Their studio is really a gem. A collective of wonderful, genuine, passionate and supremely talented people… I’m excited to see this game take them to the next level and give Teravision Games the spotlight they deserve as they step up to the world stage and take on the horror genre like never before. Getting to do all that with people who are friends and not just collaborators? It’s all magic really, and an experience I think everyone involved is truly cherishing as we build this title out. We can’t wait for everyone to start rolling into the Klown tent spaceship and start cocooning their friends online.
IGN: We saw licensing debates cause major issues for Friday the 13th: The Game. How did you collect together involvement from so many parties for this?
RG: Well, I’ve definitely had my own experiences with that and when licensing goes wrong it can be very unfun. We’ve been really fortunate that MGM has been really supportive of the project, great stewards of the IP and that we’ve been able to work directly with the film’s original creators, the legendary Chiodo Brothers and even John Massari who did the original soundtrack. There was a shared passion to revisit this weirdly rich universe and reintroduce the Klowns in a surprising new way to both die hard and new fans in waiting. As for collecting everyone together it was actually relatively easy, everyone was excited and ready to come back and to expand the Klown universe again.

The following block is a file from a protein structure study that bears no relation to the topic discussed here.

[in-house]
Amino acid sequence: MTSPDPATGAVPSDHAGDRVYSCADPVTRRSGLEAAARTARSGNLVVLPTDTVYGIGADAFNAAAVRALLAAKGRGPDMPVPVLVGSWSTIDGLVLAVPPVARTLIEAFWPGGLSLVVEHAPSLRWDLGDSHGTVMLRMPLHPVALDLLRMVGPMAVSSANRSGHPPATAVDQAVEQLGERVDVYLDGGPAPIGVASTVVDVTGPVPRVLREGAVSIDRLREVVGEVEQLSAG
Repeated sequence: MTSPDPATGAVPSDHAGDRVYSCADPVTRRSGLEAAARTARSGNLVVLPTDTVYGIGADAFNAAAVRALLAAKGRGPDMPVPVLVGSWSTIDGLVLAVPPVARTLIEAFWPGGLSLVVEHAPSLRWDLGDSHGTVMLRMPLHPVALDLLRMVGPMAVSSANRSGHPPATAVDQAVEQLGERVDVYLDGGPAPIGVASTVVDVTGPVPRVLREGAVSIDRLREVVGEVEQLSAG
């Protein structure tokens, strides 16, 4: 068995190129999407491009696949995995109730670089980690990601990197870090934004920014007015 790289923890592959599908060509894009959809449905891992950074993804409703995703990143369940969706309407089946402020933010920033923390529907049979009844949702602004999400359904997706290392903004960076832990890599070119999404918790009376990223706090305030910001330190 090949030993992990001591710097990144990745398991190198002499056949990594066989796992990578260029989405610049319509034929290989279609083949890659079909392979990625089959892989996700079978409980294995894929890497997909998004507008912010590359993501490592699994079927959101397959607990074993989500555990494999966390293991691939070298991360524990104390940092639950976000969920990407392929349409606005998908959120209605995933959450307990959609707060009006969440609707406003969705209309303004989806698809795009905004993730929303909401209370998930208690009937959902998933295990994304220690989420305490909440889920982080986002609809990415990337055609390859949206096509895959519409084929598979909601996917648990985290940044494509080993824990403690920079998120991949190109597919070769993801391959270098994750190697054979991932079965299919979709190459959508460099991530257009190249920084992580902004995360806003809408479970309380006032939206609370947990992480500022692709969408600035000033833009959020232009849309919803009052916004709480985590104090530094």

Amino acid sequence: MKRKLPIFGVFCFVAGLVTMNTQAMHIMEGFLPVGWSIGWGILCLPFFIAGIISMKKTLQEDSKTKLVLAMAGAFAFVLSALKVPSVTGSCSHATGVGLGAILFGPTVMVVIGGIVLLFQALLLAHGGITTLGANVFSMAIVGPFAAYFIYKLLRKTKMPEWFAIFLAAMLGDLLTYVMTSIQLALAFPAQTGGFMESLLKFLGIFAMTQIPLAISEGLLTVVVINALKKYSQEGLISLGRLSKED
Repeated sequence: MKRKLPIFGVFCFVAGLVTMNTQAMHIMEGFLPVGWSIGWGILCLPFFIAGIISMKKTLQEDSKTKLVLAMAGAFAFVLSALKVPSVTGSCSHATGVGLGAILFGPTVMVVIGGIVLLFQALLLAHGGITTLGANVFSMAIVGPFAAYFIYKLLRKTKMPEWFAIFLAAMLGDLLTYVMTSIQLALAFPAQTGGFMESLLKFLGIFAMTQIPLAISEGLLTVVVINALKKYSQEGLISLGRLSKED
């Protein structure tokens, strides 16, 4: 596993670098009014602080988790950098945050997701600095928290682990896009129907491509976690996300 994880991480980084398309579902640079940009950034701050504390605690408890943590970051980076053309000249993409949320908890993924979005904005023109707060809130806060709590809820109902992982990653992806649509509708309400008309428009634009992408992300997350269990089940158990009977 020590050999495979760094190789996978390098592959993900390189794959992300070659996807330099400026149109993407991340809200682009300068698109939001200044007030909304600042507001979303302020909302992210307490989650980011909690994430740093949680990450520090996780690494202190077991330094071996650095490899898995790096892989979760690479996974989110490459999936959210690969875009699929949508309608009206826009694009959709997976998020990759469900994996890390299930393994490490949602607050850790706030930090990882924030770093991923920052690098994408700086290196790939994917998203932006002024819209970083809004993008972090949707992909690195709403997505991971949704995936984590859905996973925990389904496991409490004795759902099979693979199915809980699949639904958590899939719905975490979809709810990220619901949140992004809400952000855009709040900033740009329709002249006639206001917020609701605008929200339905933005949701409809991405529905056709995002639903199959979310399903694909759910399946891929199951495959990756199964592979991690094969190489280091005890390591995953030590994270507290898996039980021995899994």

IGN: You mentioned live-service in your announcement – is this a free-to-play game?
RG: The game is a premium title that will receive free seasonal updates and a lot of content drops after release. We will start talking about our post-launch plans at a later date, but what I can already say is that we’re working on some pretty insane ideas that will expand the Killer Klowns universe beyond the movie in surprising new ways. We are aiming to keep players always guessing what on earth could possibly come next (but we will be dropping lots of hints and Easter Eggs).
We’re lucky enough to be working directly with the Chiodo brothers who have been a treasure trove of new ideas and super supportive of us bringing our own creative concepts to life. Like for example, in the film, we only witness one town under Klowny alien siege…… but what if Crescent Cove was not the only place where Killer Klowns landed? Or 1988 wasn’t the only time the Klowns have visited? It is definitely going to get Craazzy.
Joe Skrebels is IGN’s Executive Editor of News. Follow him on Twitter. Have a tip for us? Want to discuss a possible story? Please send an email to [email protected].
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Author: Joe Skrebels